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July 2014

Tips for Dog Ownership: Is Your Family Ready?

 

 

 

1. Wait until your children are old enough. Many children are unaware that animals can experience pain and may accidentally harm companion animals.

Young children, under the age of 6, may be more likely to fall on or trip over a dog or puppy. In addition, due to their age and inexperience around animals, they may not be able to resist pulling an animals ears or tail or trying to ride a dog like a horse.

As hard as it may be for both you and your kids, waiting until your children are old enough is a key factor in the success of adopting a family companion animal.

2. Avoid getting a puppy
. Puppies are adorable, but they are also lots of work!

Recognize that no matter what your kids say, you will be the one getting up in the early morning hours to check on that adorable puppy; you will be the one writing out the checks to replace chewed shoes and furniture; you will be the one cleaning up various puppy accidents!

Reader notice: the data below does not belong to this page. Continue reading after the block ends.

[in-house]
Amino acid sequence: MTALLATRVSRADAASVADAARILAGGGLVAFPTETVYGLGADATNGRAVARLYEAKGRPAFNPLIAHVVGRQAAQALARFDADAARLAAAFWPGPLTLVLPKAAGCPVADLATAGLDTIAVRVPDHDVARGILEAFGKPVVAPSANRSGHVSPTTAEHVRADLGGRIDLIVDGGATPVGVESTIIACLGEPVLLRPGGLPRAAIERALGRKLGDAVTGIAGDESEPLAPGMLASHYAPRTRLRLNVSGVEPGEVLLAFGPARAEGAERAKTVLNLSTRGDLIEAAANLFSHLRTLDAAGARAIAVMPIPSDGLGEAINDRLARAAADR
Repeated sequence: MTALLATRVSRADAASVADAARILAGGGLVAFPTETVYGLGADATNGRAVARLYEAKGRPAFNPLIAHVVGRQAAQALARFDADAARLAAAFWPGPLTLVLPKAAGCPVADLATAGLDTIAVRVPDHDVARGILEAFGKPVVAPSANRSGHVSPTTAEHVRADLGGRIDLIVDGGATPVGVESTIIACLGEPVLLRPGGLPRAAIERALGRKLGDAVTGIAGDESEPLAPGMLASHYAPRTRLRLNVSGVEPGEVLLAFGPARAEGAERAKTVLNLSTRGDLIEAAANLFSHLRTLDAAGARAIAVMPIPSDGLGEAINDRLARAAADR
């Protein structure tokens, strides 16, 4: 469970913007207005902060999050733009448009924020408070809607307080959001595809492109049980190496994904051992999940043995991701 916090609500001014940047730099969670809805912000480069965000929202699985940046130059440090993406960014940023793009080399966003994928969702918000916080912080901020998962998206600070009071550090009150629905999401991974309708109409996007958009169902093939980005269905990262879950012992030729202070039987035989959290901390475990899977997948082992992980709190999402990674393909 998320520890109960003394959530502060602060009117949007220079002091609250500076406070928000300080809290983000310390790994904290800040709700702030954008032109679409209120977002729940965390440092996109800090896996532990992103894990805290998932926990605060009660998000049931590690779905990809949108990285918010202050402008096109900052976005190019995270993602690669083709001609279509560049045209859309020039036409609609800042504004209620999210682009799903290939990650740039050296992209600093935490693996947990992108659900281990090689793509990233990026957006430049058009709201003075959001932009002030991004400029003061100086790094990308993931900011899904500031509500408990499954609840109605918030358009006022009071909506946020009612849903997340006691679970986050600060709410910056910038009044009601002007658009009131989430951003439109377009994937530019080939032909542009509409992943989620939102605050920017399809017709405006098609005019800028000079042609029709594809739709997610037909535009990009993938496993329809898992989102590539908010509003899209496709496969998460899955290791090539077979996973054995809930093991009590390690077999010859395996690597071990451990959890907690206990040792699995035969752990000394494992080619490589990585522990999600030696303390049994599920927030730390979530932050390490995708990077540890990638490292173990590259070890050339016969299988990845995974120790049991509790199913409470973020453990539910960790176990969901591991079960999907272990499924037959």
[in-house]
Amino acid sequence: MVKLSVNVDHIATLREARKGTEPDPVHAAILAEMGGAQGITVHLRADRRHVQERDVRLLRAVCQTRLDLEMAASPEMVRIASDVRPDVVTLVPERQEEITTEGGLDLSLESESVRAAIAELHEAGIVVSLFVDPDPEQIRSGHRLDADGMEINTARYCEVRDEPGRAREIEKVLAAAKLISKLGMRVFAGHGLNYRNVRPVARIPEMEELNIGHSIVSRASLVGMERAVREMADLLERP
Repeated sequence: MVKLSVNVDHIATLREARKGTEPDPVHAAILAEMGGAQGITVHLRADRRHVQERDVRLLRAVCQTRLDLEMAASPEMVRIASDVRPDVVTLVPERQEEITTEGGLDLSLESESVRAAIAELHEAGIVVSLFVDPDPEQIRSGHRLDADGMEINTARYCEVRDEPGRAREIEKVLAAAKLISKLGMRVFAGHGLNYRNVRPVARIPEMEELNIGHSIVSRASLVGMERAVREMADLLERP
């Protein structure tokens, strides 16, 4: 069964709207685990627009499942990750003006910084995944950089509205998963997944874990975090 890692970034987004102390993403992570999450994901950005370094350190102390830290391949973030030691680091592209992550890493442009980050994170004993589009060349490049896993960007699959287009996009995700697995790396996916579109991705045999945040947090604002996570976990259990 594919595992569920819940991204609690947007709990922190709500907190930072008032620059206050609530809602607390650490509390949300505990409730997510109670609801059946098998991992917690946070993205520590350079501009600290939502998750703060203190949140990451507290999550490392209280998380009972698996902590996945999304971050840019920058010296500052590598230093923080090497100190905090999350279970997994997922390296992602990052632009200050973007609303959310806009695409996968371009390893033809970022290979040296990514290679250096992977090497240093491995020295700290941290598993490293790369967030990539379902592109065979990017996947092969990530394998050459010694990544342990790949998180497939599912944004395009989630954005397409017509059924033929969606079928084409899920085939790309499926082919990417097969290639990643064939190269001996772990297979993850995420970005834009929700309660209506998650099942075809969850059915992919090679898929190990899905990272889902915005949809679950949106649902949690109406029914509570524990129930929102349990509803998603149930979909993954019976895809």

Camp Wannadog believes that adult dogs make wonderful family companions. For the most part, they are less likely to chew or damage items in the home,  more likely to already be house-trained, and can be just as eager to learn and easy to train as any puppy! In addition, many times it is easier to determine their temperament, and you already know how big they are going to get.

3. Adopt a mixed breed.
As a general rule, mixed breed dogs have more stable temperaments than most purebreds and are healthier too. Statistics show that 1 in 4 purebred dogs in America are afflicted with a serious genetic problem.

For example, Golden Retrievers, German Shepherds and Labradors are sometimes born with crippling hip dysplasia, and Dalmatians are often born deaf.

 

 

These tips were provided by
Camp Wannadog.

                  

 

 

What kid doesn't want a dog at some point? Unfortunately, families often don't really know how find the best dog for them, which is why they sometimes end up with one that just isn't a good fit. Parents get frustrated, dogs get returned, kids are unhappy.


Camp Wannadog prevents that by helping kids and their families learn how to pick the right pooch from the start. At Camp Wannadog, children (5th grade and up) work with a variety of local professionals and a highly screened therapy dog to learn the basics of canine temperament, training, grooming, local animal laws and requirements, dog first aid and humane education principles.